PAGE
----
Bradford: Three years later, remembering why the Red Sox hired Alex Cora in the first place

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It was three years ago exactly.

Alex Cora was named a manager of the Red Sox.

When he was introduced at that Fenway Park press conference it would have been impossible to dream up a scenario that ultimately took place over the course of these 731 days. A World Series win. A subsequent sad trombone of a season. A parting of the ways. And now the suggestion that we might be doing it all over again (via Zoom, of course.)

It's a good time to look back and remember the impetus for that that coronation of Cora. Why was he the right manager at that time? Why might he be the right manager at this time?

To have this conversation you have to start with a disclaimer: If you really have a problem with what Cora was part of with the Astros in 2017 then that's your prerogative. That goes for fans. That goes for the Red Sox front office. This part of the equation is also what will determine the substance of Chaim Bloom's conversation with Cora when Oct.29 rolls around.

But for those who want to get past the impetus for Cora's one-year suspension, it's a worthwhile exercise to use all of those accolades and analysis we were breaking out three years ago to decipher just how much the Red Sox should be prioritizing a reunion.

The reality is that the chief needs in the next Red Sox manager haven't changed all that much.

When Cora was hired a bit part of the equation was his ability to relate to the player. Walk out of the manager's office and into the clubhouse. Go onto the field and talk through dealing with the day-to-day existence of each position.

Baseball had changed. The separation between managers and players -- with bench coaches often times being the go-between -- diminished. This was about getting the most out of players by taking an anti-isolation stance. Cora understood that.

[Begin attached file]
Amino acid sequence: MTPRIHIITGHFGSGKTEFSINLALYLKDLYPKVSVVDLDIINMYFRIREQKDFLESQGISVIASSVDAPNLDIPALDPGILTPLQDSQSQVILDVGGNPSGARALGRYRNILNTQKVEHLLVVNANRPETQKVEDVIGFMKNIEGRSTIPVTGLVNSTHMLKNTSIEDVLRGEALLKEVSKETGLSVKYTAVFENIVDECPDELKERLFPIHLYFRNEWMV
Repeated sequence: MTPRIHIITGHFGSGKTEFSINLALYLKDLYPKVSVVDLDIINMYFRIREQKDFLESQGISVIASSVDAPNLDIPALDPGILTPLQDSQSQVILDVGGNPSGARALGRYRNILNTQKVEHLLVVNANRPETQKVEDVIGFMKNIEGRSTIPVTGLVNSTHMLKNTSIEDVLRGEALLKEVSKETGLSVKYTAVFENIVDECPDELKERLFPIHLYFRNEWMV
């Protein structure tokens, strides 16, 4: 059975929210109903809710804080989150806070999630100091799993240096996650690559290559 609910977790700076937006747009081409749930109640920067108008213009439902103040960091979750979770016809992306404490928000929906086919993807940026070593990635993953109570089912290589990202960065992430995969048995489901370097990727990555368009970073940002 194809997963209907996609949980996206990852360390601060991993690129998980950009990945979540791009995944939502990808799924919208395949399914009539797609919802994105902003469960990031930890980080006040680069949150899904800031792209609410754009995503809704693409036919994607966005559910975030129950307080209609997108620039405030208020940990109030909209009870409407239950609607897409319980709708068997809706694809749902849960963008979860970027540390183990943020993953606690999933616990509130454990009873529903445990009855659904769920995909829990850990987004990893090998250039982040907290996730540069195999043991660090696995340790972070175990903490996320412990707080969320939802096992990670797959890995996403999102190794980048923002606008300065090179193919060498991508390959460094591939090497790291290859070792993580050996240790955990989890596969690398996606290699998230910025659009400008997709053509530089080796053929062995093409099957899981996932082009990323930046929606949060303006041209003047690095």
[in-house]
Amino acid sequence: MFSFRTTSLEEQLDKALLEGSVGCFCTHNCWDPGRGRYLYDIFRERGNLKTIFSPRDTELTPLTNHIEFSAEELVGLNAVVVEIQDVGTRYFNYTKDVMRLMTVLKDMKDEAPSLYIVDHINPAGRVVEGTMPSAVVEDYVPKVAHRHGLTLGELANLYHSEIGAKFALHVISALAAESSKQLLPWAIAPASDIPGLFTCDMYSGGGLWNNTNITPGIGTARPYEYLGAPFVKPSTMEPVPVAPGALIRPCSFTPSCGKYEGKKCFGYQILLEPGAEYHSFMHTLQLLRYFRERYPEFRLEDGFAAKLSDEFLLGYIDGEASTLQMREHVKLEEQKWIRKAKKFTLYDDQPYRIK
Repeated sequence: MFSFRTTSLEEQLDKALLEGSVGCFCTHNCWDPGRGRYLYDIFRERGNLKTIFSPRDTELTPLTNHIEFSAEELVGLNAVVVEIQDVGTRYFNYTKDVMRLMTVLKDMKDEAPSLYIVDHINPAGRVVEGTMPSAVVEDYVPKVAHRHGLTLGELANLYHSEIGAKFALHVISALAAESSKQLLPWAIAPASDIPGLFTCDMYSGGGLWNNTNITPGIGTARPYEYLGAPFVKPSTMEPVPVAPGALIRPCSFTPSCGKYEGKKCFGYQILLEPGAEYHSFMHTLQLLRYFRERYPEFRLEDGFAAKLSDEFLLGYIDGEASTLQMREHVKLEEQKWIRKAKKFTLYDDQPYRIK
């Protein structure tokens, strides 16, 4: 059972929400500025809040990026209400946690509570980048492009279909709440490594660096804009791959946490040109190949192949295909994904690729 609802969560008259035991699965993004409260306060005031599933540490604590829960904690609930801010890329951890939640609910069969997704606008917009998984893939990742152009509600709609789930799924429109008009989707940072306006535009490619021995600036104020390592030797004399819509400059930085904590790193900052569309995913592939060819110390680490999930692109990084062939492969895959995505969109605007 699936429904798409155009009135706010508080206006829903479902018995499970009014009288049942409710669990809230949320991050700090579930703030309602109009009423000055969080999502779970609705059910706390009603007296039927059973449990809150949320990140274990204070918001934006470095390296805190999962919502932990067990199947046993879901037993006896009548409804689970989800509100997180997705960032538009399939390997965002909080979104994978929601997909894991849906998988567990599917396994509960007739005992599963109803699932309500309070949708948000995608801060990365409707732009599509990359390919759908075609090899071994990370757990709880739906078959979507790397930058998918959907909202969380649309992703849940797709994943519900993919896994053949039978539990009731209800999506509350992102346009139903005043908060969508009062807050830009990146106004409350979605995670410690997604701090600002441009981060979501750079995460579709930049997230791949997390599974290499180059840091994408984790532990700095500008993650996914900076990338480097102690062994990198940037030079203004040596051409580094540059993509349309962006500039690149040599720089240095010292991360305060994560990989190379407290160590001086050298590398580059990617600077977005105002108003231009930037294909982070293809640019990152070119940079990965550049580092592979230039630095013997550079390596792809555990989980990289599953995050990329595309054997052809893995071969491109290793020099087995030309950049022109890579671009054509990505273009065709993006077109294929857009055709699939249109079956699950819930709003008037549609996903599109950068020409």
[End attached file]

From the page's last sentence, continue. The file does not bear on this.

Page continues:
There was also the need to get these players playing better. Whether it was due to frame of mind, altering approach or embracing the evolution of analytics, Cora's task was to bring the likes of Xander Bogaerts, Rafael Devers, Andrew Benintendi, Jackie Bradley Jr., and Christian Vazquez to the next level. For the most part, that mission was accomplished.

Those players wanted to play for Cora. And they still do.

Remember those questions back in that press conference: How are you going handle David Price? Are you too close to Dustin Pedroia? Will you be able to co-exist with Dave Dombrowski?

Check. Check. Check.

This time around? Different challenges. Different names. Same sort of challenges. But what we learned from Cora's two-year stint was that he has the skill-set to maneuver such landmines. And for every other candidate that might be considered, that will ultimately be an unknown.

Perhaps Bloom simply wants to continue his flushing of the organization, getting his guy to do it a different way. Fair enough. As we discovered in 2019, simply copying the same game-plan from one year to the next doesn't necessarily translate to long-term success.

But what can't be forgotten is that while there is a new chief baseball decision-maker, and plenty of new players, the guy who got the most out of a group that is still your core is available. And those newcomers? There were a few Red Sox newbies in 2018 and the year after who might offer a recommendation.

He was the best guy for that job then. He remains the best guy for this job now.